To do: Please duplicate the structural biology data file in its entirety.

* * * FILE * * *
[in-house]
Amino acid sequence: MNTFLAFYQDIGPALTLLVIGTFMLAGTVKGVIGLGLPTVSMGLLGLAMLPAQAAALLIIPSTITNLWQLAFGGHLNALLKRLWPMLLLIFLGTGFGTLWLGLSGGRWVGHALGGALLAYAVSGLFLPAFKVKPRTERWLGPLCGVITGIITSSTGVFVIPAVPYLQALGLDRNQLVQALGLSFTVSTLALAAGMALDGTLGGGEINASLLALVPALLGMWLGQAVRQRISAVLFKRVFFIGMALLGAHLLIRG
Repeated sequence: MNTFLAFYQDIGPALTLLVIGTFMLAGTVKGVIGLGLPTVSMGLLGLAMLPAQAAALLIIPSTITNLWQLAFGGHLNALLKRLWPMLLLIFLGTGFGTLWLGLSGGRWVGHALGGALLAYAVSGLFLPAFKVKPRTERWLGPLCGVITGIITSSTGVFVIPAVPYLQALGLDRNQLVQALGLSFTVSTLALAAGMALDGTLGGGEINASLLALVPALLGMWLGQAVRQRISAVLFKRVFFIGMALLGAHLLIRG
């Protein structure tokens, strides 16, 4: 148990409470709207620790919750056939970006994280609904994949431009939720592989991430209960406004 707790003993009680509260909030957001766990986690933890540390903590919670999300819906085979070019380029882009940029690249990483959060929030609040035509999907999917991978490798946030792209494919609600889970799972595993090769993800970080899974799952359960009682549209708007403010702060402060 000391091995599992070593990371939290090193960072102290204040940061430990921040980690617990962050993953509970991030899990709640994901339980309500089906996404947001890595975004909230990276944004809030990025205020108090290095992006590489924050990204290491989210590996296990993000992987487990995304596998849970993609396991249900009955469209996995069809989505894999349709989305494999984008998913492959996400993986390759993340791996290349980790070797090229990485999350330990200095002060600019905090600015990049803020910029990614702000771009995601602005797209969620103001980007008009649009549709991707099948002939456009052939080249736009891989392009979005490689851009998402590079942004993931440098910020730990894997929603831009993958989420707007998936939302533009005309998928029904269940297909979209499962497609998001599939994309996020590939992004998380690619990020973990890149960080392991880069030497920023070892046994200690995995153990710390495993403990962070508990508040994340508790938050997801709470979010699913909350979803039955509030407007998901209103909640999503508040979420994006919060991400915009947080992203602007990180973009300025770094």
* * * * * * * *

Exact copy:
[in-house]
Amino acid sequence: MNTFLAFYQDIGPALTLLVIGTFMLAGTVKGVIGLGLPTVSMGLLGLAMLPAQAAALLIIPSTITNLWQLAFGGHLNALLKRLWPMLLLIFLGTGFGTLWLGLSGGRWVGHALGGALLAYAVSGLFLPAFKVKPRTERWLGPLCGVITGIITSSTGVFVIPAVPYLQALGLDRNQLVQALGLSFTVSTLALAAGMALDGTLGGGEINASLLALVPALLGMWLGQAVRQRISAVLFKRVFFIGMALLGAHLLIRG
Repeated sequence: MNTFLAFYQDIGPALTLLVIGTFMLAGTVKGVIGLGLPTVSMGLLGLAMLPAQAAALLIIPSTITNLWQLAFGGHLNALLKRLWPMLLLIFLGTGFGTLWLGLSGGRWVGHALGGALLAYAVSGLFLPAFKVKPRTERWLGPLCGVITGIITSSTGVFVIPAVPYLQALGLDRNQLVQALGLSFTVSTLALAAGMALDGTLGGGEINASLLALVPALLGMWLGQAVRQRISAVLFKRVFFIGMALLGAHLLIRG
């Protein structure tokens, strides 16, 4: 148990409470709207620790919750056939970006994280609904994949431009939720592989991430209960406004 707790003993009680509260909030957001766990986690933890540390903590919670999300819906085979070019380029882009940029690249990483959060929030609040035509999907999917991978490798946030792209494919609600889970799972595993090769993800970080899974799952359960009682549209708007403010702060402060 000391091995599992070593990371939290090193960072102290204040940061430990921040980690617990962050993953509970991030899990709640994901339980309500089906996404947001890595975004909230990276944004809030990025205020108090290095992006590489924050990204290491989210590996296990993000992987487990995304596998849970993609396991249900009955469209996995069809989505894999349709989305494999984008998913492959996400993986390759993340791996290349980790070797090229990485999350330990200095002060600019905090600015990049803020910029990614702000771009995601602005797209969620103001980007008009649009549709991707099948002939456009052939080249736009891989392009979005490689851009998402590079942004993931440098910020730990894997929603831009993958989420707007998936939302533009005309998928029904269940297909979209499962497609998001599939994309996020590939992004998380690619990020973990890149960080392991880069030497920023070892046994200690995995153990710390495993403990962070508990508040994340508790938050997801709470979010699913909350979803039955509030407007998901209103909640999503508040979420994006919060991400915009947080992203602007990180973009300025770094």